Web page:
President Jacob Zuma’s removal of Nhlanhla Nene has led to the most biting criticism directed to date at a sitting democratic president – and it’s come from fellow ANC members and big business.
Current and former ANC leaders, as well as government officials, this week had the guts to openly disagree with Zuma’s decision to fire Nene and replace him with David “Des” van Rooyen.
Business Leadership SA, representing close to 80 major companies, put out a statement saying: “The replacement of an effective and trusted minister just 18 months into his term has raised doubts about our ability to maintain prudent macroeconomic policies.”
A minister in former president Nelson Mandela’s government, Jay Naidoo, was among those who took to Twitter to vent about Zuma’s “stupid decision”.
“I have known Nene for many years. I have never doubted his ability or his integrity. This is a stupid decision. [An] unbelievable decision that is certainly not in our national interest,” tweeted Naidoo, the founding general secretary of labour federation Cosatu and chair of the Global Alliance for Improved Nutrition.
Speaking on Friday at the Claremont Main Road Mosque, former public enterprises minister Barbara Hogan said: “This week, a line was crossed in an arbitrary act” by Zuma in dismissing Nene.
She also said the appointment of Van Rooyen was about Zuma pursuing his personal interests.
“Our National Treasury is internationally respected. Thus our high ratings. Now we have someone who will do Zuma’s bidding,” she said.
Hogan also urged “honest people” in the ANC to “take our organisation back from the thieves”.
“This country has a huge potential and people looked up to us. The thieves are taking over. Enough is enough,” she said.
Zuma fired Hogan in 2010.
Education MEC Panyaza Lesufi also disagreed with Zuma’s decision to replace Nene with Van Rooyen, a relatively unknown and junior backbencher in Parliament.
Lesufi took to Facebook just hours after Zuma announced his decision, and voiced his shock and unhappiness with this tweet: “I don’t agree. #No.”
Many others shared this sentiment. Among them were National Treasury officials, including a chief audit executive. But others cautioned Lesufi against being an ill-disciplined ANC member.
“You ought to agree ... ours is to rally behind the decision taken. It’s our tradition,” one of his comrades said.
Lesufi retorted: “Unfortunately, I don’t agree.”
Another ANC loyalist who broke ranks was Shaka Sisulu, who, in a string of posts on Twitter, voiced his disdain for Zuma’s decision. He said the ANC was neutered and not in control.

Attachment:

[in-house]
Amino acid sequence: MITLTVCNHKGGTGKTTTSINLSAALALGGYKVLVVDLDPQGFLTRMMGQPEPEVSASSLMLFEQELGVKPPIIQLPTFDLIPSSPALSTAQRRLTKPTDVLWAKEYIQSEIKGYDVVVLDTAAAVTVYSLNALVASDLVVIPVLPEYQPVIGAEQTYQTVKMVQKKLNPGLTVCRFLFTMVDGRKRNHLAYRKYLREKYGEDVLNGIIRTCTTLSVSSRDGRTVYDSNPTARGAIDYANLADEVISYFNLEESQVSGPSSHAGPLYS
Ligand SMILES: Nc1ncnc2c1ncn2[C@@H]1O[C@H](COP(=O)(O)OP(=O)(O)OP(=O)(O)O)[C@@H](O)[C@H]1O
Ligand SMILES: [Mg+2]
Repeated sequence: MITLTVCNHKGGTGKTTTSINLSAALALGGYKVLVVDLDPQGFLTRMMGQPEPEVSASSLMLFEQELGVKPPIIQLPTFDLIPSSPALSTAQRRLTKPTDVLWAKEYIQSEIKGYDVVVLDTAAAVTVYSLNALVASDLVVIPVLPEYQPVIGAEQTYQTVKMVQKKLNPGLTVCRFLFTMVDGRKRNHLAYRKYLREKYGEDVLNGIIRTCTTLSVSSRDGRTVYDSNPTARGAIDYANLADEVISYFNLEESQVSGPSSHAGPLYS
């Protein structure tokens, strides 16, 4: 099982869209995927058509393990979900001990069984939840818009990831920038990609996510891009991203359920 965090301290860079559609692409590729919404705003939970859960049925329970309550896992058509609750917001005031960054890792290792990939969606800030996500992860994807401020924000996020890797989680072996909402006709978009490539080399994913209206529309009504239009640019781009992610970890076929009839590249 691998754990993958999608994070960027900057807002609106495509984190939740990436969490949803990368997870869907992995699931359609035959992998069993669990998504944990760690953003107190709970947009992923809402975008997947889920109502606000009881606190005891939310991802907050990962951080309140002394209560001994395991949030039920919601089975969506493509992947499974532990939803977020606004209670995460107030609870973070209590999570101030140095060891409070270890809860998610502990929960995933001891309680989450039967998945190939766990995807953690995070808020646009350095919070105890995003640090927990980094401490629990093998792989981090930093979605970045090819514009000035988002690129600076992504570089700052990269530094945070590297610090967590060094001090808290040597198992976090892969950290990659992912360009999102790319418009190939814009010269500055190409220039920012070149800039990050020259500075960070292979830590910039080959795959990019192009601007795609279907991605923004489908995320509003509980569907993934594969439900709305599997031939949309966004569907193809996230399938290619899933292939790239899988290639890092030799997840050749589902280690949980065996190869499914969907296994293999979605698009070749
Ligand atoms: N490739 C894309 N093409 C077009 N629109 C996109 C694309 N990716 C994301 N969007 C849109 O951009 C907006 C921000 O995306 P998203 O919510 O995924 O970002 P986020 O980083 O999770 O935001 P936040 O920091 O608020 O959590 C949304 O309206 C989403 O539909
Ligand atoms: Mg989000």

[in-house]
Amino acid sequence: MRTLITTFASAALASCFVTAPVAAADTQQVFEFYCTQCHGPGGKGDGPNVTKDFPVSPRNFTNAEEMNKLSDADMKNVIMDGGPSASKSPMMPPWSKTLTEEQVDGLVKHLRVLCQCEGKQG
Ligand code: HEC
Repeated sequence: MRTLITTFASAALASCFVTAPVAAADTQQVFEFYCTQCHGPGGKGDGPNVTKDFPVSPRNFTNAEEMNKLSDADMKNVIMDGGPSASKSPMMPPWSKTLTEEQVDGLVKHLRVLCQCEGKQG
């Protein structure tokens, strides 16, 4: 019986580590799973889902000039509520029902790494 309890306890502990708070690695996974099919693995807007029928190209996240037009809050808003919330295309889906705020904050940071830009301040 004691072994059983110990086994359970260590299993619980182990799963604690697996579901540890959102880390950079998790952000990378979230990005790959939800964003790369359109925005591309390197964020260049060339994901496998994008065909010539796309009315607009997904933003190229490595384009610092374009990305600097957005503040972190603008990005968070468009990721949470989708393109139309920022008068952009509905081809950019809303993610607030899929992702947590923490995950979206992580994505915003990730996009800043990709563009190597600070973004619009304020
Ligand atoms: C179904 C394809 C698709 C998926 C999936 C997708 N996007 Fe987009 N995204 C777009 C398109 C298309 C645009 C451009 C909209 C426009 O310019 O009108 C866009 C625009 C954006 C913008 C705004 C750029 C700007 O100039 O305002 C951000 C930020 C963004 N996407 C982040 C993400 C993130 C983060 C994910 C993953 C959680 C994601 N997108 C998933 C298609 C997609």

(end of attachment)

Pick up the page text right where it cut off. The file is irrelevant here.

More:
Sisulu was among those who were hand-picked to revive the ANC Youth League after its executive was disbanded in 2013. He is the grandson of former ANC stalwart and icon Walter Sisulu, and his father is former National Assembly speaker Max Sisulu.
“I’m going to be an ass and break ranks with most of my comrades’ public utterances. I don’t agree with last night’s sudden cabinet reshuffle,” tweeted Sisulu.
“I’m not sure what pre-empted it. There is a cacophony of loud assumptions. And that’s the problem with the Executive’s vague statement last night.
“What I found most disturbing was my organisation’s statement. It spoke volumes & said nothing. It didn’t welcome it. But didn’t question it either,” he tweeted on Thursday.
“My ANC sounded neutered. As if the Executive is not compelled to account to it. Even though the party deployed the Executive. I agree that the Executive is not required to take us into its confidence. But it is required to retain the confidence of the citizenry.
“Out of the myriad of things that have been communicated in the past 24 hours, the most distressing is that the ANC is no longer in control. Comrades of the movement are going to have to wipe the façade of [sic] their faces and reassert the centrality of the movement in decision-making,” he wrote.
An open letter, signed by prominent individuals including former National Prosecuting Authority head Vusi Pikoli, former Cosatu general secretary Zwelinzima Vavi, the director of Business Leadership SA Bonang Mohale and businessman Reuel Khoza, was addressed to Zuma and warned him that his decision had already sent negative signals to the economy and international investors.
“We appeal that Treasury be insulated from political expedience, especially because this is the most important institution to safeguard macroeconomic stability, a prime driver of confidence in the economy and a critical agency to guarantee fiscal sustainability for future generations,” they wrote.
ANC members, some of whom serve in provincial government departments, used social media to question how ANC leaders could sit by and allow one man to do as he pleased. They dared them to “come collect their membership and shove it where the sun doesn’t shine”.